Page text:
Early Childhood Development – A Crucial Start to Success
Good afternoon colleagues and thank you for affording me the opportunity to share some thoughts with you on the issue of Early Childhood Development (ECD). Before I start though, I want to commend all the award winners here today. The contributions you make to the lives of many children are most appreciated. Your work will pave the way for brighter futures. Thank you and well done. Part of the open opportunity society for all, is to ensure that every child in South Africa has access to quality education.
This however, starts long before the child walks into the Grade 1 classroom for the first time. It is imperative that parents realise just how important it is to ensure that their child is thoroughly equipped for their school career. In fact, I want to ensure that through the opportunities extended by the Western Cape Department of Social Development, in terms of early childhood development, we produce the best equipped learners in the country. I furthermore believe that well-equipped and prepared learners will ensure an increased retention rate from grades 1 to grade 12. Recently the World Economic Forum Global Competitiveness Report 2012 – 2013 made headlines with some disturbing findings about our education system and its ability to position South Africa as a competitive country in the global economy.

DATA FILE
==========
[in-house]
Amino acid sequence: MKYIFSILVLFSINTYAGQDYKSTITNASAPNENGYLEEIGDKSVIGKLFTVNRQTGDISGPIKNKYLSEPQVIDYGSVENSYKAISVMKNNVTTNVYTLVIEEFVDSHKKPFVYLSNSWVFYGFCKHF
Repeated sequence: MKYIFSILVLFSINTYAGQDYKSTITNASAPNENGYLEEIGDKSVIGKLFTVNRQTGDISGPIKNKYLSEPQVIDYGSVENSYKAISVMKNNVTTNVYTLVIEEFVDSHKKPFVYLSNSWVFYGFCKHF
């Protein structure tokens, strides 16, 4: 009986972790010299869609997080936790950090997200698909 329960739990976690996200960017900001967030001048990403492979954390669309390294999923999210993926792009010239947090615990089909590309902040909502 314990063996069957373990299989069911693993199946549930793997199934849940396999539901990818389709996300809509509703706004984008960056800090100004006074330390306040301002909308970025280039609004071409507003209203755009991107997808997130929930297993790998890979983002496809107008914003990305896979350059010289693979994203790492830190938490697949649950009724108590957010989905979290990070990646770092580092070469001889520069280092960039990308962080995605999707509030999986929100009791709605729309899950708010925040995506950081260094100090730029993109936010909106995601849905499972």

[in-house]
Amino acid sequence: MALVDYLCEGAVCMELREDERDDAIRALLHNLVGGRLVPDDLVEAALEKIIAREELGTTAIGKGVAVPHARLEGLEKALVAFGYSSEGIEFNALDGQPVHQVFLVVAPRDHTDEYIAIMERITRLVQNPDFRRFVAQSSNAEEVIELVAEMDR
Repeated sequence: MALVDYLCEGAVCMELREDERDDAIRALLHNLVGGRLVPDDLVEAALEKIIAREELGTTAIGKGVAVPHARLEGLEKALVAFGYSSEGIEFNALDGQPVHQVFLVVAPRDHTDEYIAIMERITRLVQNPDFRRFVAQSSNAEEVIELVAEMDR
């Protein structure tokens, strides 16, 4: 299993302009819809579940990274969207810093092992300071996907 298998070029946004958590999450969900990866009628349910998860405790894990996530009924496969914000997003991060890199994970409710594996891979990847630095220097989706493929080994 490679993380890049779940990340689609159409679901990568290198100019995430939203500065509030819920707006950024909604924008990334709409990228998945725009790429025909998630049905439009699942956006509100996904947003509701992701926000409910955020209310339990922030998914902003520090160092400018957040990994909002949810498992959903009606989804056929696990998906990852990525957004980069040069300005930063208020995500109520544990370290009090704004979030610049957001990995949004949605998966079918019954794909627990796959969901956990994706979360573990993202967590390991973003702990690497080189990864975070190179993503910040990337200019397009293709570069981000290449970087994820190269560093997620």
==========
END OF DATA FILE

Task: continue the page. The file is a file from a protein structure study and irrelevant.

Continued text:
The quality of our country’s Education System overall was ranked 140 out of 144 countries surveyed, while the quality of our Math and Science education is a dismal 143 out of the 144 countries surveyed. While this may seem excessively negative, it is not inconsistent with findings by other independent bodies. The United Nations Development Programme Report for 2011, for example, ranks South Africa 113 out of 184 countries for literacy. South Africa spends about 5% of its GDP on education, in line with countries from Western Europe and North America. So why is our education system failing us? As my colleague Western Cape Education Minister, Donald Grant often points out a major reason for schools underperforming is a lack of time spent on tasks in the classroom by teachers and learners. We have also seen how textbooks are delivered late or not at all in some of our country’s worst performing provinces. Schools also face problems of ill-discipline, truancy, and inadequately skilled teachers. In the Western Cape we have worked hard to turn this around, focusing on performance management of principals, and successfully reducing the number of underperforming schools from 85 in 2009 to 30.
However, recent diagnostic results from our schools have pointed to another major contributor to South Africa’s poor education performance. That is, too many grade 1 learners enter the school system without the basic cognitive and language skills needed to be able to learn and progress in the curriculum. Learners in this situation are prejudiced from the outset, and are more likely to drop out as school becomes increasingly difficult. This in turn fuels unemployment, crime and other social ills.